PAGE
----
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Tropical Storm Don had strengthened to 50 mph Tuesday morning. (Credit: NHC)

East of the Windward Islands, Tropical Storm Don powered up to a 50 mph system Tuesday morning as it charged westward at a brisk 18 mph. The main question with the system is how strong it could get before hitting the islands, since Don is currently in an environment of low wind shear and water temperatures that are about a degree above normal.

After Don reaches the Caribbean, wind shear is expected to pick up, and the storm’s proximity to the coast of South America may also take a toll.

The low to Don’s east was designated 96L by the National Hurricane Center, and was given a 40 percent chance of becoming a depression, or Tropical Storm Emily, by Sunday. It’s too early to say whether this system could impact the U.S. East Coastbut early forecast models suggest that it could approach the Bahamas if it stays together.

At Weather Underground, hurricane expert Jeff Masters https://www.wunderground.com/cat6/tropical-storm-don-forms-near-lesser-antilles-islands noted: Don is likely to be the second tropical storm to affect the Lesser Antilles Islands this year. According to NOAA’s Historical Hurricanes site, this would be the first year on record for the islands to see two tropical storms before August 1.

“There were two other years that came close: in 2005, Hurricane Emily passed though the islands on July 14, and the tropical depression that would become Hurricane Dennis passed through on July 4. In 1933, a tropical depression passed though the islands on July 14, and a tropical storm hit on July 25

“It should give no one comfort that these were the two busiest Atlantic hurricane seasons on record!”

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Early model runs for Invest 96L suggest a movement toward the northwest followed by a possible turn more toward the west-northwest late in the forecast period. (Credit: SFWMD)

Tropical Storm Don threatens islands, but only slight strengthening forecast

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Advisories for Tropical Storm Don were initiated at 5 p.m. EDT. (Credit: NHC)

The fourth named storm of the Atlantic hurricane season formed late Monday in the Central Atlantic. But Tropical Storm Don — which was packing winds of 40 mph — was not expected to strengthen much and appeared to be no threat to the U.S.

And top winds were confined to a small area east of the center of circulation, the National Hurricane Center in Miami said. Don was expected to strengthen only slightly, withg winds of 45 mph forecast by Tuesday and Wednesday.

“The associated convection is not particularly well-organized, but there is a curved band located to the north of the center and a couple of bursts have formed closer to the small circulation center,” NHC forecaster Dan Brown said.

Although wind shear was low on Monday and the system was over warm water, Brown added: “Once the system enters the eastern Caribbean Sea, strong upper-level westerly winds and strong low-level easterly flow are likely to cause the small circulation to open up into a trough. As a result, dissipation is forecast within 72 hours.”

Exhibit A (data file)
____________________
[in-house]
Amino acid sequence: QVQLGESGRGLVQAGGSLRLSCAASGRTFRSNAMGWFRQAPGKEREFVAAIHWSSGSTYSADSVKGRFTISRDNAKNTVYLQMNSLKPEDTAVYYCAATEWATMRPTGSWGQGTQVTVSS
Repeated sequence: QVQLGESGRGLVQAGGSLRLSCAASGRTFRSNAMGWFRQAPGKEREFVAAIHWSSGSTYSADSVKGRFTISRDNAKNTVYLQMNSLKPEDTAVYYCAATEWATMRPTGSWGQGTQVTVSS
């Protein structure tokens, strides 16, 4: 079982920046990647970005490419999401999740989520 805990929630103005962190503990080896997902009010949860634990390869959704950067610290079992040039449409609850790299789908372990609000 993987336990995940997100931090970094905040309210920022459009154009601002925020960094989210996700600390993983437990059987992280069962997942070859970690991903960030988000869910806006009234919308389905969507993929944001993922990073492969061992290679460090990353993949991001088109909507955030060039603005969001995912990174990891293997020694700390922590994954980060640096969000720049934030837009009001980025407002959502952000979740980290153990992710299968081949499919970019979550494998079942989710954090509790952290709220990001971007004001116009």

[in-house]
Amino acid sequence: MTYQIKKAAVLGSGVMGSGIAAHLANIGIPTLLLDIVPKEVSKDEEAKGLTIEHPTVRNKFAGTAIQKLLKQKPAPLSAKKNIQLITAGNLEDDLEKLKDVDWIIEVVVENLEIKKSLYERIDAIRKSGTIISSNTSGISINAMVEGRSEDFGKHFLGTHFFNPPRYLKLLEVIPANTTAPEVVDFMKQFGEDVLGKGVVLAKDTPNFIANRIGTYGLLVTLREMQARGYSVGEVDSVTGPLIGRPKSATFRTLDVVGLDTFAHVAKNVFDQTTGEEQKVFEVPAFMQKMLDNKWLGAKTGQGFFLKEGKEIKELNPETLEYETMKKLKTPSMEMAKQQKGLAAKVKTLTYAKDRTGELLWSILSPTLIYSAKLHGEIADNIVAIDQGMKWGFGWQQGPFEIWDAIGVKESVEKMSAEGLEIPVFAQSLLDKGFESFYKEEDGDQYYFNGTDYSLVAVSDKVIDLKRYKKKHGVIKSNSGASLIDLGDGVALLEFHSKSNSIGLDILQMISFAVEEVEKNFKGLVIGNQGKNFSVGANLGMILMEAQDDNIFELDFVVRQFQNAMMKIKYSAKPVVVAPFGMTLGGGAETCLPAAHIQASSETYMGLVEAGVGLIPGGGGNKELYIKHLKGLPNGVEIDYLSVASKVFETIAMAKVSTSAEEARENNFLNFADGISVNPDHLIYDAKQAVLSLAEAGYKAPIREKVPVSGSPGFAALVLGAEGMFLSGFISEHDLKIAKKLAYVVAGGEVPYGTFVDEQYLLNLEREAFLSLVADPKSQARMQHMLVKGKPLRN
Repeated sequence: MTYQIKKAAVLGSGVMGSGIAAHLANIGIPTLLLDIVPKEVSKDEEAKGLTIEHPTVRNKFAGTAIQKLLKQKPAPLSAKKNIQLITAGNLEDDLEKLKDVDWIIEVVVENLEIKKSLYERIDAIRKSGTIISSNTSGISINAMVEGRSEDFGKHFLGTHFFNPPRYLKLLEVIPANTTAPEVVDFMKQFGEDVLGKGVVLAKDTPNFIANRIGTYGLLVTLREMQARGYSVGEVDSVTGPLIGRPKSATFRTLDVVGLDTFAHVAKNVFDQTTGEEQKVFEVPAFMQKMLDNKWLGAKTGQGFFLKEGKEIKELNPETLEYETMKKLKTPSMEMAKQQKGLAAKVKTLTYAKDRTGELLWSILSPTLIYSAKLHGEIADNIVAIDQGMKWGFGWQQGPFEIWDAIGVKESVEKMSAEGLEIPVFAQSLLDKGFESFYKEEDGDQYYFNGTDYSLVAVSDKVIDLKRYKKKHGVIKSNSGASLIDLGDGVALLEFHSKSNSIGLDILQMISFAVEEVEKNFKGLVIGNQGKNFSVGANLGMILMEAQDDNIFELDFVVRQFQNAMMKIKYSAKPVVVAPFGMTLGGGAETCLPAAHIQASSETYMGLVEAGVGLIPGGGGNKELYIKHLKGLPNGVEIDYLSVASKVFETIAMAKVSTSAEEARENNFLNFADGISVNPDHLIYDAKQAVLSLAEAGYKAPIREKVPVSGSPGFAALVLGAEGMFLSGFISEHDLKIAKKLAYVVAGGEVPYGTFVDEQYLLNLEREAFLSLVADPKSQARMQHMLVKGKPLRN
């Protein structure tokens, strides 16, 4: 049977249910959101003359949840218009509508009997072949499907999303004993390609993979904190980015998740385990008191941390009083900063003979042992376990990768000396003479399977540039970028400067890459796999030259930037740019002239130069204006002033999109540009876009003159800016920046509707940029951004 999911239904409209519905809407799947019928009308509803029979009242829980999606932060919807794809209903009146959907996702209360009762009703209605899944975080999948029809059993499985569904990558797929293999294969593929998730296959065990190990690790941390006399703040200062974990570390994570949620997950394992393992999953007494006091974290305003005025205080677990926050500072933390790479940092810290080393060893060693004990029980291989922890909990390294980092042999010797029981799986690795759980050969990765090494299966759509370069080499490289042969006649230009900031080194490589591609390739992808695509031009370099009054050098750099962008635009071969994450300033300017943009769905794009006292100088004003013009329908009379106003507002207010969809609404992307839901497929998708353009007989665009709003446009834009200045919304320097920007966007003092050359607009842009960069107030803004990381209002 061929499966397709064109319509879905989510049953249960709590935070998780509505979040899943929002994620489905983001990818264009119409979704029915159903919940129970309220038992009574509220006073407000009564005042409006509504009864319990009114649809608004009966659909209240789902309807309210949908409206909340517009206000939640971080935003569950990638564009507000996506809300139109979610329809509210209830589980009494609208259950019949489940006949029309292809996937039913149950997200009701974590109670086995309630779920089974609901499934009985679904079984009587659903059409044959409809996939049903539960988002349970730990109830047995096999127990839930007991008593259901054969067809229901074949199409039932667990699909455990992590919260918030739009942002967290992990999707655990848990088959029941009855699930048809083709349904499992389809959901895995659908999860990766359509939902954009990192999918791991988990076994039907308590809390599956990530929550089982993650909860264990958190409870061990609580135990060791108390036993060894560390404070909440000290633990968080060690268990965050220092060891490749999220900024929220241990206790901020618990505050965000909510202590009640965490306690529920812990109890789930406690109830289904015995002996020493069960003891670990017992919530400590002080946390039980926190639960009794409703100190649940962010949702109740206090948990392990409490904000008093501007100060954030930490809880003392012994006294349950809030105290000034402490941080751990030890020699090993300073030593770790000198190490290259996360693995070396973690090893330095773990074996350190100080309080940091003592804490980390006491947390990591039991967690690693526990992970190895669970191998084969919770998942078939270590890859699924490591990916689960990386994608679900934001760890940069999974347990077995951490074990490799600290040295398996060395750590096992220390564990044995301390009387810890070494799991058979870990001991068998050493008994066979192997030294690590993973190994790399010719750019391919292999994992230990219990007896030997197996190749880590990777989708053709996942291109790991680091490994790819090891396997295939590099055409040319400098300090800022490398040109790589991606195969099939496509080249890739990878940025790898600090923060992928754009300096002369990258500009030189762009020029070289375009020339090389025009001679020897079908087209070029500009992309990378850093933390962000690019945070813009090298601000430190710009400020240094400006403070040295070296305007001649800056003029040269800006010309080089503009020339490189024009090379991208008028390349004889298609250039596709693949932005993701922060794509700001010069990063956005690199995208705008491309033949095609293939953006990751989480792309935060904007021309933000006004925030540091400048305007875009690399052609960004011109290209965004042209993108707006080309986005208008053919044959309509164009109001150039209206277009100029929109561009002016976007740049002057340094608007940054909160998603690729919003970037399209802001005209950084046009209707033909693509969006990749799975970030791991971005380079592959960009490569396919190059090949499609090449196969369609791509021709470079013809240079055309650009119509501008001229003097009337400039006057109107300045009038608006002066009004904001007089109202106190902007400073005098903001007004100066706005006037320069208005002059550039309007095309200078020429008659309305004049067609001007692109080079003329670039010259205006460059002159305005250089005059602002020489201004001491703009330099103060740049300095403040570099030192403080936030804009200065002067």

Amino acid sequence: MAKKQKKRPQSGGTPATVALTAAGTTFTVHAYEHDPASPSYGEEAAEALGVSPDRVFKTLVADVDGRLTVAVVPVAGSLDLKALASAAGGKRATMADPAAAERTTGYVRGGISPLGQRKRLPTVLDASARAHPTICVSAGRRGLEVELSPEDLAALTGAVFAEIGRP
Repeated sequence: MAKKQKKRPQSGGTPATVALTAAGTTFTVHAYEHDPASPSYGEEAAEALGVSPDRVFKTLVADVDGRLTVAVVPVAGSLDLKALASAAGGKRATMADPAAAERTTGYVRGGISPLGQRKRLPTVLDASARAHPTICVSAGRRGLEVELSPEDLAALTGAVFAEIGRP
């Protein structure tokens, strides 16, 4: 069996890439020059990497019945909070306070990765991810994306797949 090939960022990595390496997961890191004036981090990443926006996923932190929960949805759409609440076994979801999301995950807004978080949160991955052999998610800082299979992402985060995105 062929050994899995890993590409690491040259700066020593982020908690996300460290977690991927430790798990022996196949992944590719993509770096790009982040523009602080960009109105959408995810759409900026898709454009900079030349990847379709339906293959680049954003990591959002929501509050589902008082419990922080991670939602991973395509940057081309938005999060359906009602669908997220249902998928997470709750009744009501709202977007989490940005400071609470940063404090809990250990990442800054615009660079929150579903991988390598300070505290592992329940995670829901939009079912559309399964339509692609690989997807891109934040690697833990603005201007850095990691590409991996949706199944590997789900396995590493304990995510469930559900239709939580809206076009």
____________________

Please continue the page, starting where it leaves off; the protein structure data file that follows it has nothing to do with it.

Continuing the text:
Tropical storm watches and warnings were posted for some of the Windward Islands, including Barbados, Trinidad and Tobago.

On the forecast track, Don would move due west, just north of the coast of South America, through Wednesday. In fact, some of the GFS Ensemble members bring Don into Venezuela. Whatever is left of the system by the end of the week is likely to wash ashore in Central America.

A disturbance to the east of Don was given a 30 percent chance of becoming a depression or named storm by the weekend. The next name on the Atlantic list is Emily.

Hurricane Center watching new Atlantic system; wet week for Florida

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MONDAY UPDATE: The National Hurricane Center added a second suspicious system to its forecast map — a disturbance to the east-southeast of Invest 95L. Forecasters gave 95L a 50 percent chance of development by the end of the week, while the tropical wave to the east has a 30 percent chance. The forecast for 95L is for a due west heading toward the Windward Islands . If it stays together over the normally hostile Caribbean, it could later impact Central America.  (Credit: NHC)

The second half of July begins with a tropical bang, as a new Atlantic disturbance pops up on the National Hurricane Center forecast map.

The system was given a 40 percent chance of becoming a tropical depression, or Tropical Storm Don, by Friday. It’s tracking toward the west and early forecast models suggest it will be a low rider, skirting South America through the Caribbean and perhaps eventually slamming into Central America.

The first set of intensity models, for whatever they’re worth — and it’s usually not very much — show the system, tagged Invest 95L, becoming a strong tropical storm or even a hurricane in five days.

Looking directly at the global forecast models, Sunday morning’s run of the GFS viewed 95L with a shrug, keeping it too close to the South American coastline to get revved up. The European (ECMWF) was equally unenthusiastic.

The Canadian (CMC) developed 95L, ramming it into Central America. The Navy model (NAVGEM), presented the most intriguing scenario, bringing the system through the Caribbean and then northwest off the coast of the Yucatan peninsula next Sunday. However, a later run of the NAVGEM looked to be backing off that idea.

Nonetheless, the NHC is taking the system seriously and has tentatively scheduled an Air Force Reserve reconnaissance mission to look at it on Monday afternoon.